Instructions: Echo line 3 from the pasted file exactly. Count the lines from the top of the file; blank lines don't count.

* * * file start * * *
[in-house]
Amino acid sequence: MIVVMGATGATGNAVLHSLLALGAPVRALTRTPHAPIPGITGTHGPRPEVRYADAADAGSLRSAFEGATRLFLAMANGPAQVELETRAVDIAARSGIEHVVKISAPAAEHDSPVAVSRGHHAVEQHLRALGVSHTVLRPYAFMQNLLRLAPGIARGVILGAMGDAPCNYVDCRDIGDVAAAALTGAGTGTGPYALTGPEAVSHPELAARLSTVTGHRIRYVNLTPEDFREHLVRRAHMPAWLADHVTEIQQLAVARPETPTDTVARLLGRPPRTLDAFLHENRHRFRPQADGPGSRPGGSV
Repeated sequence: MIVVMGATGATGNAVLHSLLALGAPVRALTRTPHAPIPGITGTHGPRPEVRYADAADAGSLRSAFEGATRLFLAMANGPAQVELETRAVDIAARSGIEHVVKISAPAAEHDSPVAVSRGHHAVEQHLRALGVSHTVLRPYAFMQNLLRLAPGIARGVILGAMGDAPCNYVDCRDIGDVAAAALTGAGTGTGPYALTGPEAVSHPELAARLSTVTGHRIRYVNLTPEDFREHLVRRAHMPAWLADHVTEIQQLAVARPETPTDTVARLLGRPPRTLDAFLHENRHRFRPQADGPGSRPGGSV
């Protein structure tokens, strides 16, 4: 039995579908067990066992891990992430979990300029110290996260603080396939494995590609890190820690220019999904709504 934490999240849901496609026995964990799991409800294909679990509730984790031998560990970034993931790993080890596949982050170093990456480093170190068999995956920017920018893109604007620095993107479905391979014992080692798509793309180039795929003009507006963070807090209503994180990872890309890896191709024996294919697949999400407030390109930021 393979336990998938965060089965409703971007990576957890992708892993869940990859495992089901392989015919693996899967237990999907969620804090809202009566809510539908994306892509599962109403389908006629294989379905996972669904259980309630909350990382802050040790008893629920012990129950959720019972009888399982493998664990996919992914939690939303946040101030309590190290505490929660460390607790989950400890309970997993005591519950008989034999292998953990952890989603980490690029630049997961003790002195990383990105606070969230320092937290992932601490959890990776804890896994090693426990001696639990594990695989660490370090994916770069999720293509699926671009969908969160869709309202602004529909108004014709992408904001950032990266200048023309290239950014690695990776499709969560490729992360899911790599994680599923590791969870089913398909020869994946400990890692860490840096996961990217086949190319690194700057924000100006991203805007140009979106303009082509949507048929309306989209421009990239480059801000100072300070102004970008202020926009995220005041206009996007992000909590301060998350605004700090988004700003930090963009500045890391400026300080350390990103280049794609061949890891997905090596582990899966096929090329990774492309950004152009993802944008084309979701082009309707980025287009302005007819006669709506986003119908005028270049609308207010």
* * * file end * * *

Repeated sequence: MIVVMGATGATGNAVLHSLLALGAPVRALTRTPHAPIPGITGTHGPRPEVRYADAADAGSLRSAFEGATRLFLAMANGPAQVELETRAVDIAARSGIEHVVKISAPAAEHDSPVAVSRGHHAVEQHLRALGVSHTVLRPYAFMQNLLRLAPGIARGVILGAMGDAPCNYVDCRDIGDVAAAALTGAGTGTGPYALTGPEAVSHPELAARLSTVTGHRIRYVNLTPEDFREHLVRRAHMPAWLADHVTEIQQLAVARPETPTDTVARLLGRPPRTLDAFLHENRHRFRPQADGPGSRPGGSV